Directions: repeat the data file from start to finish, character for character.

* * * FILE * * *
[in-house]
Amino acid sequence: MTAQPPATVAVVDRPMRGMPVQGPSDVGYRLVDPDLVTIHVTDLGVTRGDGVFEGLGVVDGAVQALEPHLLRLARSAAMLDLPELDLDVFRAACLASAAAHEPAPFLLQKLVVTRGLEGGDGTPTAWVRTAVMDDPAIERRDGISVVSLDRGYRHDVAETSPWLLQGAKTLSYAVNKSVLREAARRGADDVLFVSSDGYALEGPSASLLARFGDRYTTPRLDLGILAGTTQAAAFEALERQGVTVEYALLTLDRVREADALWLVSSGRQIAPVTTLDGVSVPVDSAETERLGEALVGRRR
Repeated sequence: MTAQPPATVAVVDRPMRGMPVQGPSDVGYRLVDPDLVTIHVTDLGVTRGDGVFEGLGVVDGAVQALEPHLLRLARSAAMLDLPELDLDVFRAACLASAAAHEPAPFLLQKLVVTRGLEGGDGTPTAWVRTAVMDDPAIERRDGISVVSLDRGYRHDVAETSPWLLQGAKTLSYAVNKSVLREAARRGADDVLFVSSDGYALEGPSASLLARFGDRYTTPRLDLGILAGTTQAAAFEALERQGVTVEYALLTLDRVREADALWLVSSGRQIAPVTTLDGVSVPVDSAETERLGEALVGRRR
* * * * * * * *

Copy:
[in-house]
Amino acid sequence: MTAQPPATVAVVDRPMRGMPVQGPSDVGYRLVDPDLVTIHVTDLGVTRGDGVFEGLGVVDGAVQALEPHLLRLARSAAMLDLPELDLDVFRAACLASAAAHEPAPFLLQKLVVTRGLEGGDGTPTAWVRTAVMDDPAIERRDGISVVSLDRGYRHDVAETSPWLLQGAKTLSYAVNKSVLREAARRGADDVLFVSSDGYALEGPSASLLARFGDRYTTPRLDLGILAGTTQAAAFEALERQGVTVEYALLTLDRVREADALWLVSSGRQIAPVTTLDGVSVPVDSAETERLGEALVGRRR
Repeated sequence: MTAQPPATVAVVDRPMRGMPVQGPSDVGYRLVDPDLVTIHVTDLGVTRGDGVFEGLGVVDGAVQALEPHLLRLARSAAMLDLPELDLDVFRAACLASAAAHEPAPFLLQKLVVTRGLEGGDGTPTAWVRTAVMDDPAIERRDGISVVSLDRGYRHDVAETSPWLLQGAKTLSYAVNKSVLREAARRGADDVLFVSSDGYALEGPSASLLARFGDRYTTPRLDLGILAGTTQAAAFEALERQGVTVEYALLTLDRVREADALWLVSSGRQIAPVTTLDGVSVPVDSAETERLGEALVGRRR